“Why are you yelling? Get the f* out of my face!”
I was relieved. I was worried about her, having been brought in by ambulance seizing. My resident said she was not waking up for him, which we hoped was just post-ictal, but we were not sure yet.
“Oh good! You are gonna be just fine. We will take good care of you here,” I said with a smile, turning to my intern and resident who seemed to enjoy seeing me get told off.
I am a doctor at a safety net hospital. This is where I chose to work. Being a doctor at a safety net hospital means sometimes I take care of patients who have pushed nearly everyone else in their life away, for one reason or another.
As a resident, an “AMA discharge” sometimes felt like a blessing. Those days, when I woke up and rode my Vespa over the hills in the freezing fog before the sun came up to see a patient who would give me hell, I gladly grabbed the AMA paperwork and showed them on their way. But in the years since my residency, I have grown increasingly weary of the “AMA discharge.”
In a great Teachable Moment article in this month’s JAMA Internal Medicine, Drs. Eric Rudofker and Emily Gottenborg from the University of Colorado, explain why labeling a discharge as “AMA” not only fails patients but also does not achieve any of its intended goals. They point out that “following an AMA discharge, patients have disproportionately high rates of readmission and adverse events, including death.” Furthermore, we all know that it is a label that follows patients around, creating a stigma and affecting all future interactions.
As for the pre-printed legalese AMA form, it is unclear when or why these forms began being used or how they are meant to advance patient care. We use the AMA form because we believe it absolves us and the hospital of legal liability. Turns out, this is not totally true. Cases and studies show the form itself is not necessary – nor is it sufficient – to protect physicians from legal consequences related to their medical care. In fact, “some legal scholars have suggested that the use of the form in attempting to release the hospital from legal liability may violate public policy in some states.” As the Teachable Moment authors suggest, “liability appears lowest when the physician elicits patient values, uses a harm-reduction approach when the patient’s preferences are incongruent with the physician’s, and clearly documents these discussions in the medical record.”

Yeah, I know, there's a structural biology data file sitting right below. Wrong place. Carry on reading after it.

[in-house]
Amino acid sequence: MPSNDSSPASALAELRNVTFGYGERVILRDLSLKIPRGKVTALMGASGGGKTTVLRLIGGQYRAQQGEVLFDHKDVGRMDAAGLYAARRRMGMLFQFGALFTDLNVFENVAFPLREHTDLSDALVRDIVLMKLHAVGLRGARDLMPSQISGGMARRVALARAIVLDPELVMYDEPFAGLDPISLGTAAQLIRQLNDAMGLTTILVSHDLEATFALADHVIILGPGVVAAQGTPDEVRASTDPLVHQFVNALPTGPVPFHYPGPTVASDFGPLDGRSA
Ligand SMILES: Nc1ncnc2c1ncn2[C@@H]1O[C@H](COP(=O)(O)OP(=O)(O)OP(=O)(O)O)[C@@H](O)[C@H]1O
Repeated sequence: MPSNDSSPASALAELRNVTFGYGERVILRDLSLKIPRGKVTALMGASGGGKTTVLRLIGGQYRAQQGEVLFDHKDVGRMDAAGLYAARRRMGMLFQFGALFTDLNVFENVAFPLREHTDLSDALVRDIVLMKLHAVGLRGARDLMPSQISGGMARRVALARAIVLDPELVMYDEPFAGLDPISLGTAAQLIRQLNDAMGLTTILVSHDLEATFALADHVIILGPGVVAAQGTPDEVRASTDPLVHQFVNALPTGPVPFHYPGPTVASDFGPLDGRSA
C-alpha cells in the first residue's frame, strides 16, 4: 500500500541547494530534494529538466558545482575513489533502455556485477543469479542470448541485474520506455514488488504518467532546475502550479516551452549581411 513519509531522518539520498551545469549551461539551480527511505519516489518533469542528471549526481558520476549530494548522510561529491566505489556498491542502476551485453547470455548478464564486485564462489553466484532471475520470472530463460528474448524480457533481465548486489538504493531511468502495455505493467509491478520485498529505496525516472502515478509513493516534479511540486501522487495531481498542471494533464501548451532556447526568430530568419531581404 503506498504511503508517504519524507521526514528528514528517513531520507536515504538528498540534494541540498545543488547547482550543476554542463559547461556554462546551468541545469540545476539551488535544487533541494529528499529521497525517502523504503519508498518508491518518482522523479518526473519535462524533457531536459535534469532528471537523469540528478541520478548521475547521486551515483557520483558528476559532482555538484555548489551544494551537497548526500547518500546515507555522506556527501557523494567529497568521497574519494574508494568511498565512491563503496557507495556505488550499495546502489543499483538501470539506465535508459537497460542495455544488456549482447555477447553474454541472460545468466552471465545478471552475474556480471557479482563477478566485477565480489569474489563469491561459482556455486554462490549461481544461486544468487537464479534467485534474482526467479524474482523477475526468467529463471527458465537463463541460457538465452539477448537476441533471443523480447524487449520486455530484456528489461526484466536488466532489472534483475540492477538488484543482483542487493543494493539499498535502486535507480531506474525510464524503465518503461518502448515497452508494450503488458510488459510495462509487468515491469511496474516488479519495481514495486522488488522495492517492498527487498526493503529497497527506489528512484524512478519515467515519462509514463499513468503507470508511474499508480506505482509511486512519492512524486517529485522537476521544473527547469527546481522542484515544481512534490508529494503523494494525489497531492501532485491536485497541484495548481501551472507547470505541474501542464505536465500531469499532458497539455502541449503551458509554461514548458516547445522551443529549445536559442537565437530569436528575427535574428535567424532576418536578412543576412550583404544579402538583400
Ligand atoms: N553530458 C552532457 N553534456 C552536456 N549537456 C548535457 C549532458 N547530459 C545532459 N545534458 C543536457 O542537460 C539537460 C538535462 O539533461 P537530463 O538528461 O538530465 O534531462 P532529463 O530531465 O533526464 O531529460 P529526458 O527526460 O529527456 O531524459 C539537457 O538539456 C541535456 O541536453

Also, signing out AMA does NOT mean the patient will now have to pay for the hospital stay because insurance will deny the claim. My friend Vinny Arora and colleagues showed that this is a pervasive “medical urban legend,” and that we should do our best to stamp out this purposefully coercive misinformation.
I have learned, through a lot of trial-and-error, how to often de-escalate a situation, simply acknowledge a patient’s concerns and figure out if there are reasonable steps or concessions we can make that can help them work with me to adhere to what I think will be best for their health and care. We should strive to role-model and teach these techniques. One prominent example I have recently highlighted is treating addiction symptoms with counseling and buprenorphine, rather than forcing abstinence and withdrawal.
All of this said, I am certainly no saint. Patients have gotten under my skin. And we must set appropriate boundaries – for example, I would never tolerate a patient sexually harassing somebody on my team. However, no matter what, I think it is well outside of our oath to retaliate or to withhold appropriate care. We can – and should – do our best to get the patient leaving the hospital critical medications, practicing a harm-reduction model, and should offer options for follow-up care. We should document what we discussed with our patient and how a decision was made, even if it was a patient decision that we did not support. Patients choose to not follow my advice all of the time – why only when it comes to leaving the hospital do I feel the need to grab some pre-printed form?
So what does the AMA form actually accomplish? It seems, other than giving us a false sense of absolution, the answer is nothing. It is the least patient-centered way to say that we are abiding by your decision. I am no jailor; you are welcome to leave whenever you want. The last thing either of us needs is more paperwork.